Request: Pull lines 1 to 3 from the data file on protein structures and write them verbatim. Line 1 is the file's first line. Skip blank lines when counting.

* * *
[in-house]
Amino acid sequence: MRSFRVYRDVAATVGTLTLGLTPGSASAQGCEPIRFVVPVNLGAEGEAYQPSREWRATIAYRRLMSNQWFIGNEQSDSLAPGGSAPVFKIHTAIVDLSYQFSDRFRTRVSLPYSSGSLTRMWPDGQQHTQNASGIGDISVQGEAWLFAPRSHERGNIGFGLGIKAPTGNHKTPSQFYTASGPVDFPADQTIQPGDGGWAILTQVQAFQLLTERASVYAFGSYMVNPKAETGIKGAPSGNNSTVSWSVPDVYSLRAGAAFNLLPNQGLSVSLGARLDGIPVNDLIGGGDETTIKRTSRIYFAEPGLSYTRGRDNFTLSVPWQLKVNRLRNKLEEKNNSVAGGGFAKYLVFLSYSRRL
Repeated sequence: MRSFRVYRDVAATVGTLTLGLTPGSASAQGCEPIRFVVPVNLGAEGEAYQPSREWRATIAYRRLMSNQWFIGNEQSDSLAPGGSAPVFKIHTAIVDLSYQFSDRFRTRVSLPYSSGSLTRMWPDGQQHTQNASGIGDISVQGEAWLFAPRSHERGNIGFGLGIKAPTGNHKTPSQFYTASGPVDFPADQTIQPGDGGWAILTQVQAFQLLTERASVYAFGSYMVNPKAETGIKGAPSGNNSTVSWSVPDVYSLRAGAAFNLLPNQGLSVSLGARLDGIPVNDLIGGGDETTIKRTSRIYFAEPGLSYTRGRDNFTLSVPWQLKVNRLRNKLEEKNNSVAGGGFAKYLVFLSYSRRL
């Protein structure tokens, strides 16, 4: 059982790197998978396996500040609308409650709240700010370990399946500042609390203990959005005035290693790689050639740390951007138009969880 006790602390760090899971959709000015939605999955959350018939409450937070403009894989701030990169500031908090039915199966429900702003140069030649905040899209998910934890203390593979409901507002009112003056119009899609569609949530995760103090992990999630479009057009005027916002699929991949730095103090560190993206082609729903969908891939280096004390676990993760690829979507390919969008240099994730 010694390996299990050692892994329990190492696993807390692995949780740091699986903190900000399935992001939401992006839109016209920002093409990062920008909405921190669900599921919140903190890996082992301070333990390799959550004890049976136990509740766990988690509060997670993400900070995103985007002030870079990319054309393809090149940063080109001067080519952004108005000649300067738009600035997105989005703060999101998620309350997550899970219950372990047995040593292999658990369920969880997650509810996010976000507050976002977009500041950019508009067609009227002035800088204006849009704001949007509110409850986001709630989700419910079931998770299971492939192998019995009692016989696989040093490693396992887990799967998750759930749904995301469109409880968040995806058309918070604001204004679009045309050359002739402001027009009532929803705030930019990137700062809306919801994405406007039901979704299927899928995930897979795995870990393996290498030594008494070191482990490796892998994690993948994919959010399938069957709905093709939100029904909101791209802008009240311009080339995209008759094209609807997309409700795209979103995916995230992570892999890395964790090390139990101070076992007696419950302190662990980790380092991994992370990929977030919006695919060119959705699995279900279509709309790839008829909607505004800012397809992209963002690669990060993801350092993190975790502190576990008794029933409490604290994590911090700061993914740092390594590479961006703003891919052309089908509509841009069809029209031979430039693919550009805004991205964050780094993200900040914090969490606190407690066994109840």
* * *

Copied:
[in-house]
Amino acid sequence: MRSFRVYRDVAATVGTLTLGLTPGSASAQGCEPIRFVVPVNLGAEGEAYQPSREWRATIAYRRLMSNQWFIGNEQSDSLAPGGSAPVFKIHTAIVDLSYQFSDRFRTRVSLPYSSGSLTRMWPDGQQHTQNASGIGDISVQGEAWLFAPRSHERGNIGFGLGIKAPTGNHKTPSQFYTASGPVDFPADQTIQPGDGGWAILTQVQAFQLLTERASVYAFGSYMVNPKAETGIKGAPSGNNSTVSWSVPDVYSLRAGAAFNLLPNQGLSVSLGARLDGIPVNDLIGGGDETTIKRTSRIYFAEPGLSYTRGRDNFTLSVPWQLKVNRLRNKLEEKNNSVAGGGFAKYLVFLSYSRRL
Repeated sequence: MRSFRVYRDVAATVGTLTLGLTPGSASAQGCEPIRFVVPVNLGAEGEAYQPSREWRATIAYRRLMSNQWFIGNEQSDSLAPGGSAPVFKIHTAIVDLSYQFSDRFRTRVSLPYSSGSLTRMWPDGQQHTQNASGIGDISVQGEAWLFAPRSHERGNIGFGLGIKAPTGNHKTPSQFYTASGPVDFPADQTIQPGDGGWAILTQVQAFQLLTERASVYAFGSYMVNPKAETGIKGAPSGNNSTVSWSVPDVYSLRAGAAFNLLPNQGLSVSLGARLDGIPVNDLIGGGDETTIKRTSRIYFAEPGLSYTRGRDNFTLSVPWQLKVNRLRNKLEEKNNSVAGGGFAKYLVFLSYSRRL